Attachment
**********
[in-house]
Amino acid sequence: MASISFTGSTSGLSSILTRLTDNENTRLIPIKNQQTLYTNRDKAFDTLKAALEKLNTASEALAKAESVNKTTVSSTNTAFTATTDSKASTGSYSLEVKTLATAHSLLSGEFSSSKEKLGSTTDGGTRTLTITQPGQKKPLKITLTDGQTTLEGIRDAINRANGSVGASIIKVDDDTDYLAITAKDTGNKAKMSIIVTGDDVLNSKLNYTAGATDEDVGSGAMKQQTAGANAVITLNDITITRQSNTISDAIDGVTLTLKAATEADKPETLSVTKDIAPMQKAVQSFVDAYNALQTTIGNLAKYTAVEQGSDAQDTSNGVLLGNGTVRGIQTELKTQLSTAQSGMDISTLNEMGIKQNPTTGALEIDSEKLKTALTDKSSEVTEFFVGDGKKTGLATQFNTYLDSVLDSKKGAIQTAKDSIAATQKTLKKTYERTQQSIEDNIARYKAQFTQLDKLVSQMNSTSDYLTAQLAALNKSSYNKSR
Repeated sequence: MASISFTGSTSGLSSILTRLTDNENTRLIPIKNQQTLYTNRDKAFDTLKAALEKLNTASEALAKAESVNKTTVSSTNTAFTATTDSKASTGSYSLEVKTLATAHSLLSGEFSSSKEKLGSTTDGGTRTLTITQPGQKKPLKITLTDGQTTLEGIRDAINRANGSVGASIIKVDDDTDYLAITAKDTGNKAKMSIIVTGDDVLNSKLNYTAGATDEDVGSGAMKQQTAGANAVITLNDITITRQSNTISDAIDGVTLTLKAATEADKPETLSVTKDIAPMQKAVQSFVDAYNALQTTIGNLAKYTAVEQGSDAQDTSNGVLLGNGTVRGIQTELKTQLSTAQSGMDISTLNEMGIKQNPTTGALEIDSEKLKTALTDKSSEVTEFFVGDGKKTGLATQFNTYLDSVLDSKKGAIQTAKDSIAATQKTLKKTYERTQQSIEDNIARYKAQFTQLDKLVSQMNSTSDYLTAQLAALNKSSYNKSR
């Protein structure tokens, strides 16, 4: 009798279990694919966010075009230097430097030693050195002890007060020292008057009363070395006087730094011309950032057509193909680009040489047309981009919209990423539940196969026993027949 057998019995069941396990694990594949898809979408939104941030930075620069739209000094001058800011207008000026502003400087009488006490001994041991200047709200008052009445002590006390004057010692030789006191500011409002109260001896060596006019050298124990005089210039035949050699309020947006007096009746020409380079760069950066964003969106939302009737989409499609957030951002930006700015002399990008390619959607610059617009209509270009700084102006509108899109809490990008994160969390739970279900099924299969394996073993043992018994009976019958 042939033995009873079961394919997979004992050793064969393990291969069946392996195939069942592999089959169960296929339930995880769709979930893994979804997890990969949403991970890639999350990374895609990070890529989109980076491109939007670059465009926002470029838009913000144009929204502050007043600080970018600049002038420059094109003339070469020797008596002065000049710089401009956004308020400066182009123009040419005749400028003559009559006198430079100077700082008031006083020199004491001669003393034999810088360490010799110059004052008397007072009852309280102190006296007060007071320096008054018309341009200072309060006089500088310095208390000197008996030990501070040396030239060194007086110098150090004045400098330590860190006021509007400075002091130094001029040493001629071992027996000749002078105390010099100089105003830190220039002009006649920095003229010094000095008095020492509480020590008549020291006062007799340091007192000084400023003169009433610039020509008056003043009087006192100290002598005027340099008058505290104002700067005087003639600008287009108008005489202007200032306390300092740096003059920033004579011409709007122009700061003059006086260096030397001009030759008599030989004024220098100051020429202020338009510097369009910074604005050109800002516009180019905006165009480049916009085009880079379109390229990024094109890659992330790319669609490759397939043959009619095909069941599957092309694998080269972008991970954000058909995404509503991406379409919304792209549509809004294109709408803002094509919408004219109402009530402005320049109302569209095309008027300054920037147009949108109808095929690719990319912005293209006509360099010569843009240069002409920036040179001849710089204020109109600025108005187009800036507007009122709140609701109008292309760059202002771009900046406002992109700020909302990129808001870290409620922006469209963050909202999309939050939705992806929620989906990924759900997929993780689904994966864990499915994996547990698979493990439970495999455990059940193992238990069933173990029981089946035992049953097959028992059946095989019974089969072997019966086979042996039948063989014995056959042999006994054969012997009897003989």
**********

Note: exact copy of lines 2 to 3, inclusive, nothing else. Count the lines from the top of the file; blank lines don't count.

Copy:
Amino acid sequence: MASISFTGSTSGLSSILTRLTDNENTRLIPIKNQQTLYTNRDKAFDTLKAALEKLNTASEALAKAESVNKTTVSSTNTAFTATTDSKASTGSYSLEVKTLATAHSLLSGEFSSSKEKLGSTTDGGTRTLTITQPGQKKPLKITLTDGQTTLEGIRDAINRANGSVGASIIKVDDDTDYLAITAKDTGNKAKMSIIVTGDDVLNSKLNYTAGATDEDVGSGAMKQQTAGANAVITLNDITITRQSNTISDAIDGVTLTLKAATEADKPETLSVTKDIAPMQKAVQSFVDAYNALQTTIGNLAKYTAVEQGSDAQDTSNGVLLGNGTVRGIQTELKTQLSTAQSGMDISTLNEMGIKQNPTTGALEIDSEKLKTALTDKSSEVTEFFVGDGKKTGLATQFNTYLDSVLDSKKGAIQTAKDSIAATQKTLKKTYERTQQSIEDNIARYKAQFTQLDKLVSQMNSTSDYLTAQLAALNKSSYNKSR
Repeated sequence: MASISFTGSTSGLSSILTRLTDNENTRLIPIKNQQTLYTNRDKAFDTLKAALEKLNTASEALAKAESVNKTTVSSTNTAFTATTDSKASTGSYSLEVKTLATAHSLLSGEFSSSKEKLGSTTDGGTRTLTITQPGQKKPLKITLTDGQTTLEGIRDAINRANGSVGASIIKVDDDTDYLAITAKDTGNKAKMSIIVTGDDVLNSKLNYTAGATDEDVGSGAMKQQTAGANAVITLNDITITRQSNTISDAIDGVTLTLKAATEADKPETLSVTKDIAPMQKAVQSFVDAYNALQTTIGNLAKYTAVEQGSDAQDTSNGVLLGNGTVRGIQTELKTQLSTAQSGMDISTLNEMGIKQNPTTGALEIDSEKLKTALTDKSSEVTEFFVGDGKKTGLATQFNTYLDSVLDSKKGAIQTAKDSIAATQKTLKKTYERTQQSIEDNIARYKAQFTQLDKLVSQMNSTSDYLTAQLAALNKSSYNKSR